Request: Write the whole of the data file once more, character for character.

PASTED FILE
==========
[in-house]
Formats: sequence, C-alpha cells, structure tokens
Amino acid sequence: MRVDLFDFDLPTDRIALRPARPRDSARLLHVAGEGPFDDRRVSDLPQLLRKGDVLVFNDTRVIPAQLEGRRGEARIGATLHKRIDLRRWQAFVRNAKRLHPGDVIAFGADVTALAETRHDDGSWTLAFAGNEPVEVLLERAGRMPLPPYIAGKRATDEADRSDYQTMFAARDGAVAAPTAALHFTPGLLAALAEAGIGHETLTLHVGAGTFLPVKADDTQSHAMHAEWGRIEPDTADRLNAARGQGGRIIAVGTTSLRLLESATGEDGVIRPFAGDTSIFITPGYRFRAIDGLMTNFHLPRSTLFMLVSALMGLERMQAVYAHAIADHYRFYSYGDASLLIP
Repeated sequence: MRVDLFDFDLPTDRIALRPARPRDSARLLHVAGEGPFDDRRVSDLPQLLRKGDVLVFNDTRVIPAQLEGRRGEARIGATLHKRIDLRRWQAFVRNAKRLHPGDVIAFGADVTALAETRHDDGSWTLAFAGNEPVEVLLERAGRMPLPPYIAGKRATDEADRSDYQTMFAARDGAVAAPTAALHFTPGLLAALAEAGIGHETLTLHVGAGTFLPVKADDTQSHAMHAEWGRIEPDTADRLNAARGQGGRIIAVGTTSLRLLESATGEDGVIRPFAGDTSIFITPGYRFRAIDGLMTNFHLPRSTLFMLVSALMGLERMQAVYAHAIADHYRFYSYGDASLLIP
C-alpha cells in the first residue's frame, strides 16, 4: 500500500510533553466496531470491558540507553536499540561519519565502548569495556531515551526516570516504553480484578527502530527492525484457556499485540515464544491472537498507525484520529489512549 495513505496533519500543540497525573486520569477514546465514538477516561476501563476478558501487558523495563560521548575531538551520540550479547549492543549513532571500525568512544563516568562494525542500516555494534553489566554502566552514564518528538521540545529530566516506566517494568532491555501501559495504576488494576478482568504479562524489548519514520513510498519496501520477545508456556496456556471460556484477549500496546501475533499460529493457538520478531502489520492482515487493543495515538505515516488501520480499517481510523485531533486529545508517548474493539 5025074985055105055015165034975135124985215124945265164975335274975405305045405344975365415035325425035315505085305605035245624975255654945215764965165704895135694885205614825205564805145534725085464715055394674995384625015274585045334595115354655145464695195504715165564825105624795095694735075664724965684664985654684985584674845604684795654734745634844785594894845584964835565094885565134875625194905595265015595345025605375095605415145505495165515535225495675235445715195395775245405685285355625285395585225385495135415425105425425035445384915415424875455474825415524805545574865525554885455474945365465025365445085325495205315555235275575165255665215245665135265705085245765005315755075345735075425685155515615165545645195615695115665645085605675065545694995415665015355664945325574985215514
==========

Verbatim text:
[in-house]
Formats: sequence, C-alpha cells, structure tokens
Amino acid sequence: MRVDLFDFDLPTDRIALRPARPRDSARLLHVAGEGPFDDRRVSDLPQLLRKGDVLVFNDTRVIPAQLEGRRGEARIGATLHKRIDLRRWQAFVRNAKRLHPGDVIAFGADVTALAETRHDDGSWTLAFAGNEPVEVLLERAGRMPLPPYIAGKRATDEADRSDYQTMFAARDGAVAAPTAALHFTPGLLAALAEAGIGHETLTLHVGAGTFLPVKADDTQSHAMHAEWGRIEPDTADRLNAARGQGGRIIAVGTTSLRLLESATGEDGVIRPFAGDTSIFITPGYRFRAIDGLMTNFHLPRSTLFMLVSALMGLERMQAVYAHAIADHYRFYSYGDASLLIP
Repeated sequence: MRVDLFDFDLPTDRIALRPARPRDSARLLHVAGEGPFDDRRVSDLPQLLRKGDVLVFNDTRVIPAQLEGRRGEARIGATLHKRIDLRRWQAFVRNAKRLHPGDVIAFGADVTALAETRHDDGSWTLAFAGNEPVEVLLERAGRMPLPPYIAGKRATDEADRSDYQTMFAARDGAVAAPTAALHFTPGLLAALAEAGIGHETLTLHVGAGTFLPVKADDTQSHAMHAEWGRIEPDTADRLNAARGQGGRIIAVGTTSLRLLESATGEDGVIRPFAGDTSIFITPGYRFRAIDGLMTNFHLPRSTLFMLVSALMGLERMQAVYAHAIADHYRFYSYGDASLLIP
C-alpha cells in the first residue's frame, strides 16, 4: 500500500510533553466496531470491558540507553536499540561519519565502548569495556531515551526516570516504553480484578527502530527492525484457556499485540515464544491472537498507525484520529489512549 495513505496533519500543540497525573486520569477514546465514538477516561476501563476478558501487558523495563560521548575531538551520540550479547549492543549513532571500525568512544563516568562494525542500516555494534553489566554502566552514564518528538521540545529530566516506566517494568532491555501501559495504576488494576478482568504479562524489548519514520513510498519496501520477545508456556496456556471460556484477549500496546501475533499460529493457538520478531502489520492482515487493543495515538505515516488501520480499517481510523485531533486529545508517548474493539 5025074985055105055015165034975135124985215124945265164975335274975405305045405344975365415035325425035315505085305605035245624975255654945215764965165704895135694885205614825205564805145534725085464715055394674995384625015274585045334595115354655145464695195504715165564825105624795095694735075664724965684664985654684985584674845604684795654734745634844785594894845584964835565094885565134875625194905595265015595345025605375095605415145505495165515535225495675235445715195395775245405685285355625285395585225385495135415425105425425035445384915415424875455474825415524805545574865525554885455474945365465025365445085325495205315555235275575165255665215245665135265705085245765005315755075345735075425685155515615165545645195615695115665645085605675065545694995415665015355664945325574985215514